Suleiman is a young Turkish man who waits at restaurants, is a singer in a band and came to Istanbul from Bodrum in southern Turkey in search for economic opportunities. This evening he is our server. But what he is giving us tourists – mesmerised by Istanbul – is food for thought. The protests, the problems, the anger and the solutions. The restaurant is empty because most of the people are out there protesting against Erdogan, the Prime Minister. He too plans to join them after the joint closes for the day.

We start talking about him. His name suggests he is Muslim. But Suleiman insists he is ‘nothing.’ He says he was born Muslim but doesn’t believe he must be told to follow a religion. In his identity card he left the section empty. One of the big frustrations of this new uprising in Turkey has to do with curbs on freedom. Freedom that people have enjoyed traditionally. Suleiman questions the government, and criticises the PM’s role. “He tells us who we are, he spells out what we must do and believe, he wants to determine whether we should have babies or whether we shouldn’t. He calls this democracy but it’s not because he thinks he is god,” he shares.

I am moved by some of his stories. “Why should women be forced to bear children if they get pregnant by mistake? When a woman goes to a hospital for a pregnancy test, the hospital authorities call her family or her husband to update them. Why must a hospital do that?”
What started out as activism against the demolishing of a municipal park to erect a glitzy mall has rolled out into the nationwide protests on a range of anti-government issues. People – both the new, young, working professionals along with some traditional folk – are frustrated with a one sided approach of the government trying to push through laws that interfere with the social fabric and impinge on personal free. In a surprise move recently, the Turkish parliament rushed through legislation thats curbs alcohol sales and drinking in Turkey between 10 pm and 6 am. This was not only a blow to young bar goers but the old folk who have had this as part of their tradition. Alcohol consumption has always been part of food culture in Turkey, a country whose population is 99% Muslim. This is only one example of the cultural resistance. Issues have been simmer in the under-layer of the society including how media ‘is fed’ to many because some key stations are owned by the government. Members of Erdogan’s party ‘believe’ in gassing the public.

From the prism of the Western countries, Erdogan is the man responsible for the ‘arrival’ of Turkey. But there has been a sense of disgust among the locals with the country’s scorching growth, the ‘predatory development’ (described as rampant construction), the tourism boom. People who once admired Erdogan’s move to democratise Turkey are criticising his obsessive demigod image as someone surged by his own power and the realisation that the country has little choice in determining an alternate leadership.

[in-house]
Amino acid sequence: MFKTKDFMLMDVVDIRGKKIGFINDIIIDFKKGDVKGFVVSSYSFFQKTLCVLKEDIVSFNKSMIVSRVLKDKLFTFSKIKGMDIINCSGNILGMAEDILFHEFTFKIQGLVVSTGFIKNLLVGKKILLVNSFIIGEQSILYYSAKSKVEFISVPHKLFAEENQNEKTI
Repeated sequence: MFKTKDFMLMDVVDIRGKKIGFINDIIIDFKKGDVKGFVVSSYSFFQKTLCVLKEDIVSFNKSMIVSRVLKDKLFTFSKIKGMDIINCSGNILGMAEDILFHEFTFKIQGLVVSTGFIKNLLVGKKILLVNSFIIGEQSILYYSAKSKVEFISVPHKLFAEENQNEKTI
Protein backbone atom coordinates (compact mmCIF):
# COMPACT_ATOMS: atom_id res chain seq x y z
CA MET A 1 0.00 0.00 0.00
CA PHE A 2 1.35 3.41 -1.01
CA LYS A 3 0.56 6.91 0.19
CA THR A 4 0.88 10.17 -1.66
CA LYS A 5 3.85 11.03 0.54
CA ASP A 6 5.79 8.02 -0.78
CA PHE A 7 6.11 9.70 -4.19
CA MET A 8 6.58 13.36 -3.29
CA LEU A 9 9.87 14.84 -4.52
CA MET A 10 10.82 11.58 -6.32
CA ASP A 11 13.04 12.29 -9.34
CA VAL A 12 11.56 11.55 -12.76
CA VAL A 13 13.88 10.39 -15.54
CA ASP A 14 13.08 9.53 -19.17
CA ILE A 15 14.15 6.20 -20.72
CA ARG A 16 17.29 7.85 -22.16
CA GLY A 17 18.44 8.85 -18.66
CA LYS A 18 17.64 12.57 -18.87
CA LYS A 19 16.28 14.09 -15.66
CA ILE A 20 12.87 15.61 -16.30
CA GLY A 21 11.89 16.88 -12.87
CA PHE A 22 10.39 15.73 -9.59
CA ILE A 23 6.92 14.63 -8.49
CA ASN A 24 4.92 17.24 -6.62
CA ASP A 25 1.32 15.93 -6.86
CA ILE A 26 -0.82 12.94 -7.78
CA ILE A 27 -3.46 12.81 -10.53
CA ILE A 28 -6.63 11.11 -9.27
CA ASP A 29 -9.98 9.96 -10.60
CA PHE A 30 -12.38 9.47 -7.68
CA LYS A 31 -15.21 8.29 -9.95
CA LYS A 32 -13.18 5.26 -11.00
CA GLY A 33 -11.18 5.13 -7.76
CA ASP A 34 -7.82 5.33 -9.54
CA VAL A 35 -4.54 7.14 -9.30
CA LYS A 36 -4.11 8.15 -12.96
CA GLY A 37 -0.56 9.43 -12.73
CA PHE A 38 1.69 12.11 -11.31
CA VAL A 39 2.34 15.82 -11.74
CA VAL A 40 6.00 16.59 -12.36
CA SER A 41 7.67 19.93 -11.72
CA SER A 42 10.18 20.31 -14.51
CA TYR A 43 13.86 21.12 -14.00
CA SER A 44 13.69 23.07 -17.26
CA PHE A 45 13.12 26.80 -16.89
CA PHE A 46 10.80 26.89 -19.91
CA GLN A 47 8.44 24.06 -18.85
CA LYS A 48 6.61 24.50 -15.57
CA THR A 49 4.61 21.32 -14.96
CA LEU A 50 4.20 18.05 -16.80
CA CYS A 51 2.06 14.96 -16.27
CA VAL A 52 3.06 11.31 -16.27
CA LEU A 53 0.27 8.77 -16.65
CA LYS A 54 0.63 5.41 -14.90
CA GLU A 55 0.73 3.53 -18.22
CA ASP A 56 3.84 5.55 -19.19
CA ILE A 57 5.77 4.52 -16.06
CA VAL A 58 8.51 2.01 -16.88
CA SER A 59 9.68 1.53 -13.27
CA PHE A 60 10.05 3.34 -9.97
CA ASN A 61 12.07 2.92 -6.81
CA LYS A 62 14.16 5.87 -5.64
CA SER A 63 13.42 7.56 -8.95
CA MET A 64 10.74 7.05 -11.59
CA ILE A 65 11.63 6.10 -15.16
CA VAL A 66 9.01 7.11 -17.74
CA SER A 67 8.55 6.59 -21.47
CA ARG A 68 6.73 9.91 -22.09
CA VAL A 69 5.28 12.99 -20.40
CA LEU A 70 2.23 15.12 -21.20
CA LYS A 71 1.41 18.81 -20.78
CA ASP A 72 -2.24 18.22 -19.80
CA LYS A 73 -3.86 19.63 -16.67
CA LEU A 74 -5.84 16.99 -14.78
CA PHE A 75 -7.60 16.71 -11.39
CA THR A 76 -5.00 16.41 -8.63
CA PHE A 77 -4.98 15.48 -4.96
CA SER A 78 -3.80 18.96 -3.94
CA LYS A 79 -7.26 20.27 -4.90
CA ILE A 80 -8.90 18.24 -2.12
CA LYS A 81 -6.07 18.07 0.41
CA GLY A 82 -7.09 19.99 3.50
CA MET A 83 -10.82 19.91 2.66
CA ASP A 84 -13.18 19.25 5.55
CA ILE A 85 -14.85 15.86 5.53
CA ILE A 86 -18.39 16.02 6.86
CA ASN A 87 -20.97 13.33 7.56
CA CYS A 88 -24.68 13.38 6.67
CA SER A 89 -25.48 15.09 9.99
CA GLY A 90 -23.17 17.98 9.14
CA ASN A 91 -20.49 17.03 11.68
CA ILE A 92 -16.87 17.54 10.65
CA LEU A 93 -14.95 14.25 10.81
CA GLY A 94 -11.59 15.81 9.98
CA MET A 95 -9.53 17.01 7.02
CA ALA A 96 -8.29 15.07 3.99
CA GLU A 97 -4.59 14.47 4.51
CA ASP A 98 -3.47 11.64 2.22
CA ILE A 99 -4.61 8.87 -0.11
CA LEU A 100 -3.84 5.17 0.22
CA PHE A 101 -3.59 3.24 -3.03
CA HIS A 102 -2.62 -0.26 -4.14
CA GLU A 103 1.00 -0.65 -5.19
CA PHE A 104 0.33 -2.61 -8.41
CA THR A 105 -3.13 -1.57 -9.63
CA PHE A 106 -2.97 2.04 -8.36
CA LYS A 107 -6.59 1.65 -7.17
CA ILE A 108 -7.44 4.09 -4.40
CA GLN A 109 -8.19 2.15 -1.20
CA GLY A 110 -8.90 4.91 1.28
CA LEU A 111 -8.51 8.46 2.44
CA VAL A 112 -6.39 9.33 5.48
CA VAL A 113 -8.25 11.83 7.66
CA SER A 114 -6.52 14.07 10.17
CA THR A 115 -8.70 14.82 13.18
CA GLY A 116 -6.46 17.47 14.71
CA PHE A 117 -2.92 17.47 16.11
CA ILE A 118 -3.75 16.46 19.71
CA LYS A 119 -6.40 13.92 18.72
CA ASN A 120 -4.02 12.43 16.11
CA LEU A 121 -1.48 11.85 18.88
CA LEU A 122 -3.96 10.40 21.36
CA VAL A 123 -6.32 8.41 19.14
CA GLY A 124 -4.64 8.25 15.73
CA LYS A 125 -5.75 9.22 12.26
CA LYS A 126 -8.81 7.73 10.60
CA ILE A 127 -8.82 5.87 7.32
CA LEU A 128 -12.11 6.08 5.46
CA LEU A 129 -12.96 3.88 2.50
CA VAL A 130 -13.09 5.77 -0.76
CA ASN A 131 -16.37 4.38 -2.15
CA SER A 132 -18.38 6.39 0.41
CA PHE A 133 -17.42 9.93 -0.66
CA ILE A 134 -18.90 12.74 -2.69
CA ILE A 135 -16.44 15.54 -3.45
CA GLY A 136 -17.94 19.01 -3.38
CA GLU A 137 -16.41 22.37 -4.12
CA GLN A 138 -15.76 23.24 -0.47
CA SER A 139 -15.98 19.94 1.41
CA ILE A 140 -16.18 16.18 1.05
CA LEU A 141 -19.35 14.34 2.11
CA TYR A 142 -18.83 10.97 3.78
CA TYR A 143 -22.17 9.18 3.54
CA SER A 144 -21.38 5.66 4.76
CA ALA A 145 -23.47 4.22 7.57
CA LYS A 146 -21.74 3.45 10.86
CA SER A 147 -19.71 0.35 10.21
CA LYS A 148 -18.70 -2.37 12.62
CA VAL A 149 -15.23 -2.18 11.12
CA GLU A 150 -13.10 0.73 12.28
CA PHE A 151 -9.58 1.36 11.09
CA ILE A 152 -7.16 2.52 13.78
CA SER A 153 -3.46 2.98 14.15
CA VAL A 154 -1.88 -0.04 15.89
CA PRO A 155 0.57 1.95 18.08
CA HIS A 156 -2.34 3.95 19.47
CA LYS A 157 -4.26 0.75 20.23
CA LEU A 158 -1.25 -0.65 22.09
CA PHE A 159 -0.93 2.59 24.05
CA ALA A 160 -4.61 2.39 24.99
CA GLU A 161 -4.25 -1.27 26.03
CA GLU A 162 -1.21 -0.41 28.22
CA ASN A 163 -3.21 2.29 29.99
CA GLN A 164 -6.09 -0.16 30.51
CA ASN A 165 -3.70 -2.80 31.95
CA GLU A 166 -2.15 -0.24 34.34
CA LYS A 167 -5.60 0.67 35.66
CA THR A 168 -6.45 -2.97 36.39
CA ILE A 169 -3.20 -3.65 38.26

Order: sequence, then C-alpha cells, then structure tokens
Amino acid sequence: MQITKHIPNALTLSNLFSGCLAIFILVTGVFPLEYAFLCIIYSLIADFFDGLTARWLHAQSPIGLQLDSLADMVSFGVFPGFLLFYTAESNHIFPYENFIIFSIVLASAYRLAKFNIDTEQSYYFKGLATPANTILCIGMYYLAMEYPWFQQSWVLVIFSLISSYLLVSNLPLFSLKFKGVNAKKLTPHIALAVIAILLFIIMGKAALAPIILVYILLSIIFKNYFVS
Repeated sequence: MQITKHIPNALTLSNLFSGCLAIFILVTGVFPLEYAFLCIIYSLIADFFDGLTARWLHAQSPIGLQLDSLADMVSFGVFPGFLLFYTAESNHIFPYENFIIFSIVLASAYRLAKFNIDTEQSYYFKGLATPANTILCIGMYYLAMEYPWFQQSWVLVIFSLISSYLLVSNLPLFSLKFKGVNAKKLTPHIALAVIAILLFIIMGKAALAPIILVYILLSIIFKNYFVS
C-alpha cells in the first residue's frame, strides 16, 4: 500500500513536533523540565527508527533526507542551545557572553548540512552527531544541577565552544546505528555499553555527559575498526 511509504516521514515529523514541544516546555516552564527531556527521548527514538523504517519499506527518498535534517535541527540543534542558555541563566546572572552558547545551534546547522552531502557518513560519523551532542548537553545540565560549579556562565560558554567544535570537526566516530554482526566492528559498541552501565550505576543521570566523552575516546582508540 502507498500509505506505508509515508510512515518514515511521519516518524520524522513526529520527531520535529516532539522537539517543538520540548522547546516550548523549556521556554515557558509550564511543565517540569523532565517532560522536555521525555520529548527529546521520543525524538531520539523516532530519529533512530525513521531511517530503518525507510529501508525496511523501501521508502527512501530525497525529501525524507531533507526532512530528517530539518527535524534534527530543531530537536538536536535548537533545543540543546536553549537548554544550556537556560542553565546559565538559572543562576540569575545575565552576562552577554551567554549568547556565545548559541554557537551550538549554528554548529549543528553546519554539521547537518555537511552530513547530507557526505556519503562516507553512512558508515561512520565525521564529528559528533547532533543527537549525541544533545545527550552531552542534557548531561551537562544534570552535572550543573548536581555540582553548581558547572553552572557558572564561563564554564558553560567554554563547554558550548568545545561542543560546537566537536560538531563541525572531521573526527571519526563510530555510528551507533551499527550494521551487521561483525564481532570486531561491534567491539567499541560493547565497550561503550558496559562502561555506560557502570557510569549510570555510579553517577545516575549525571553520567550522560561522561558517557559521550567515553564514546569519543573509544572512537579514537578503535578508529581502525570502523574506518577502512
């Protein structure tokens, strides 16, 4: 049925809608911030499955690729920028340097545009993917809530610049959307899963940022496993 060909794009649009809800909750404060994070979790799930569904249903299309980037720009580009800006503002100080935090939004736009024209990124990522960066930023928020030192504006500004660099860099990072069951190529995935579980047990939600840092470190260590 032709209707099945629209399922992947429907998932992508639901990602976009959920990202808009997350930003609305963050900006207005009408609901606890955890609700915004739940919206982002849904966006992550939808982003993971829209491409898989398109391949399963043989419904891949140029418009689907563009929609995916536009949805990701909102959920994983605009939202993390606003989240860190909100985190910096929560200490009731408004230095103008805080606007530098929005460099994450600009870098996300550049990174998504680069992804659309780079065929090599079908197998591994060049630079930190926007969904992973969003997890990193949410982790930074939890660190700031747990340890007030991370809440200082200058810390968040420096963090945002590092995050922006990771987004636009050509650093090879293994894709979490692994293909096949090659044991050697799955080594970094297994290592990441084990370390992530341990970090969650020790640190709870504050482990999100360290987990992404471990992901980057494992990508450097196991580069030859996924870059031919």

It’s an easy assumption that Taksim is the Tahrir moment for Turkey given how many youth are participating at emblematic spots of the country. One wonders if these protests can prove to that revolutionary yet and if the cause they are fighting for is going to determine that significant a change? Protestors at Taksim would perhaps get pacified by Erdogan’s apology. Not everyone wants him to resign but they do want the government to know. Even then undoubtedly a seed of deeper resistance may be being sown.

Bessma Momani of the Brookings Institution says, “Secular resentment of the AKP [Erdogan's party] is bubbling up, especially among the urban elite who view the Islamists as ‘backward’ countryside folk, an inferior noveau-riche who cannot be trusted to run the country.” The protests, interestingly are a combination of people who are not just open minded secularists but also Islamists who disagree with the PM’s political approach. As I walked through the famous and busy Istikal Caddesi that leads up to Taksim, it’s been hard to miss the energy and the strength of this movement. People in droves just move like a single mass with a single purpose.

Will this movement prove to the government that people power remains supreme? Will Erdogan’s men think before they tear gas shells through peaceful democratic protests? Will the voting public rethink the notion of democracy given how complex a relationship its been with the government? Will civil society’s surge soon shift the focus from rampant construction to all in all development for the people? Will Turkey promise to have more schools than mosques?

Many questions await both sides. People of Turkey and its PM have plenty to think about.

 

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